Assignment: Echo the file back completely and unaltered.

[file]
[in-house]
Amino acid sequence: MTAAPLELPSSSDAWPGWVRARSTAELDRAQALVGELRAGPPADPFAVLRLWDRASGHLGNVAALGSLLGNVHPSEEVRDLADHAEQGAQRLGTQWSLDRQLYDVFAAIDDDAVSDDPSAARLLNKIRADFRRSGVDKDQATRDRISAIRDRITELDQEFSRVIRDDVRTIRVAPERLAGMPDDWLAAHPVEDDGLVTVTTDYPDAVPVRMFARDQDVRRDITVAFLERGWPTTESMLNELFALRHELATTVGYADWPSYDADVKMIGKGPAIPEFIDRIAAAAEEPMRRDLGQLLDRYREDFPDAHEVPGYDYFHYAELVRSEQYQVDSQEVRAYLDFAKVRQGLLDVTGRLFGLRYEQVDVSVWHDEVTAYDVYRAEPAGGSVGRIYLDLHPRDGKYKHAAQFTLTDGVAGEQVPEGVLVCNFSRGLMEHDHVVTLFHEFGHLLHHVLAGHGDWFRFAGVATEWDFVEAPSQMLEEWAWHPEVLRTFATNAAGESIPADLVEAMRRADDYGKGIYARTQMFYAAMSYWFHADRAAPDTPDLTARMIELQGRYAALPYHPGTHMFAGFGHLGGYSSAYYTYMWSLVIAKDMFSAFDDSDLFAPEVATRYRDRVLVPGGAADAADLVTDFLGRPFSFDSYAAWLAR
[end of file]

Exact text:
[in-house]
Amino acid sequence: MTAAPLELPSSSDAWPGWVRARSTAELDRAQALVGELRAGPPADPFAVLRLWDRASGHLGNVAALGSLLGNVHPSEEVRDLADHAEQGAQRLGTQWSLDRQLYDVFAAIDDDAVSDDPSAARLLNKIRADFRRSGVDKDQATRDRISAIRDRITELDQEFSRVIRDDVRTIRVAPERLAGMPDDWLAAHPVEDDGLVTVTTDYPDAVPVRMFARDQDVRRDITVAFLERGWPTTESMLNELFALRHELATTVGYADWPSYDADVKMIGKGPAIPEFIDRIAAAAEEPMRRDLGQLLDRYREDFPDAHEVPGYDYFHYAELVRSEQYQVDSQEVRAYLDFAKVRQGLLDVTGRLFGLRYEQVDVSVWHDEVTAYDVYRAEPAGGSVGRIYLDLHPRDGKYKHAAQFTLTDGVAGEQVPEGVLVCNFSRGLMEHDHVVTLFHEFGHLLHHVLAGHGDWFRFAGVATEWDFVEAPSQMLEEWAWHPEVLRTFATNAAGESIPADLVEAMRRADDYGKGIYARTQMFYAAMSYWFHADRAAPDTPDLTARMIELQGRYAALPYHPGTHMFAGFGHLGGYSSAYYTYMWSLVIAKDMFSAFDDSDLFAPEVATRYRDRVLVPGGAADAADLVTDFLGRPFSFDSYAAWLAR